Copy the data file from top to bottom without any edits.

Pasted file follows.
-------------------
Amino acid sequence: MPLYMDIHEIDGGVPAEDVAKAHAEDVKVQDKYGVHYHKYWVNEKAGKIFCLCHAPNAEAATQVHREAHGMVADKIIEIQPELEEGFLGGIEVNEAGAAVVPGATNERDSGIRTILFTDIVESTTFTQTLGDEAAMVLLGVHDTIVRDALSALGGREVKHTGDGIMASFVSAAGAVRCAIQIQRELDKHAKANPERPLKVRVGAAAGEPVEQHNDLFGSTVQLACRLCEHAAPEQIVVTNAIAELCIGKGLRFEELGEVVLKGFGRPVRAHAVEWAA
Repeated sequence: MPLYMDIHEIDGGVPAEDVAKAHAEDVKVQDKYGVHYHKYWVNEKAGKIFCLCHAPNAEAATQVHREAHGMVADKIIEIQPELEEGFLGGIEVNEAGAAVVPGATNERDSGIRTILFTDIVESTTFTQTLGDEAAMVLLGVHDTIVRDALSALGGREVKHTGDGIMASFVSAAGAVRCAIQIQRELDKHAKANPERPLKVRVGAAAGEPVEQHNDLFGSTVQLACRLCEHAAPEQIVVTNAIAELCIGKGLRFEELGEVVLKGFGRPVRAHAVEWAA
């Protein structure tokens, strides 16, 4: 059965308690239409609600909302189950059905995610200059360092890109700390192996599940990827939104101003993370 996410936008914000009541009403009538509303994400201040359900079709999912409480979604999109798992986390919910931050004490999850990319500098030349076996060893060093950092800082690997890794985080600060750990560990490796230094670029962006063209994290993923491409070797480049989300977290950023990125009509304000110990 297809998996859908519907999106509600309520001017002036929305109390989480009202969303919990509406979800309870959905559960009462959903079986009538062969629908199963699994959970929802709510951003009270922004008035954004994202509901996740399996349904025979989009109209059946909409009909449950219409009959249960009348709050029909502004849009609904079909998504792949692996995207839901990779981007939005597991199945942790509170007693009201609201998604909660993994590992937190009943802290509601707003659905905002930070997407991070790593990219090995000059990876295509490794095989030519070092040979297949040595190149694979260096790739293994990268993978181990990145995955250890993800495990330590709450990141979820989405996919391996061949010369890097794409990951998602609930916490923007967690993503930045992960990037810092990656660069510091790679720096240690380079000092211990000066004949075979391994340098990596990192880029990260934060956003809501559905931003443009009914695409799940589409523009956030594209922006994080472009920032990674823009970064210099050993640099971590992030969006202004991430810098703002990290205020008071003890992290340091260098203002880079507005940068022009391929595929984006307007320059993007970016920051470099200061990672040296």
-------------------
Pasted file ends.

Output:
Amino acid sequence: MPLYMDIHEIDGGVPAEDVAKAHAEDVKVQDKYGVHYHKYWVNEKAGKIFCLCHAPNAEAATQVHREAHGMVADKIIEIQPELEEGFLGGIEVNEAGAAVVPGATNERDSGIRTILFTDIVESTTFTQTLGDEAAMVLLGVHDTIVRDALSALGGREVKHTGDGIMASFVSAAGAVRCAIQIQRELDKHAKANPERPLKVRVGAAAGEPVEQHNDLFGSTVQLACRLCEHAAPEQIVVTNAIAELCIGKGLRFEELGEVVLKGFGRPVRAHAVEWAA
Repeated sequence: MPLYMDIHEIDGGVPAEDVAKAHAEDVKVQDKYGVHYHKYWVNEKAGKIFCLCHAPNAEAATQVHREAHGMVADKIIEIQPELEEGFLGGIEVNEAGAAVVPGATNERDSGIRTILFTDIVESTTFTQTLGDEAAMVLLGVHDTIVRDALSALGGREVKHTGDGIMASFVSAAGAVRCAIQIQRELDKHAKANPERPLKVRVGAAAGEPVEQHNDLFGSTVQLACRLCEHAAPEQIVVTNAIAELCIGKGLRFEELGEVVLKGFGRPVRAHAVEWAA
């Protein structure tokens, strides 16, 4: 059965308690239409609600909302189950059905995610200059360092890109700390192996599940990827939104101003993370 996410936008914000009541009403009538509303994400201040359900079709999912409480979604999109798992986390919910931050004490999850990319500098030349076996060893060093950092800082690997890794985080600060750990560990490796230094670029962006063209994290993923491409070797480049989300977290950023990125009509304000110990 297809998996859908519907999106509600309520001017002036929305109390989480009202969303919990509406979800309870959905559960009462959903079986009538062969629908199963699994959970929802709510951003009270922004008035954004994202509901996740399996349904025979989009109209059946909409009909449950219409009959249960009348709050029909502004849009609904079909998504792949692996995207839901990779981007939005597991199945942790509170007693009201609201998604909660993994590992937190009943802290509601707003659905905002930070997407991070790593990219090995000059990876295509490794095989030519070092040979297949040595190149694979260096790739293994990268993978181990990145995955250890993800495990330590709450990141979820989405996919391996061949010369890097794409990951998602609930916490923007967690993503930045992960990037810092990656660069510091790679720096240690380079000092211990000066004949075979391994340098990596990192880029990260934060956003809501559905931003443009009914695409799940589409523009956030594209922006994080472009920032990674823009970064210099050993640099971590992030969006202004991430810098703002990290205020008071003890992290340091260098203002880079507005940068022009391929595929984006307007320059993007970016920051470099200061990672040296």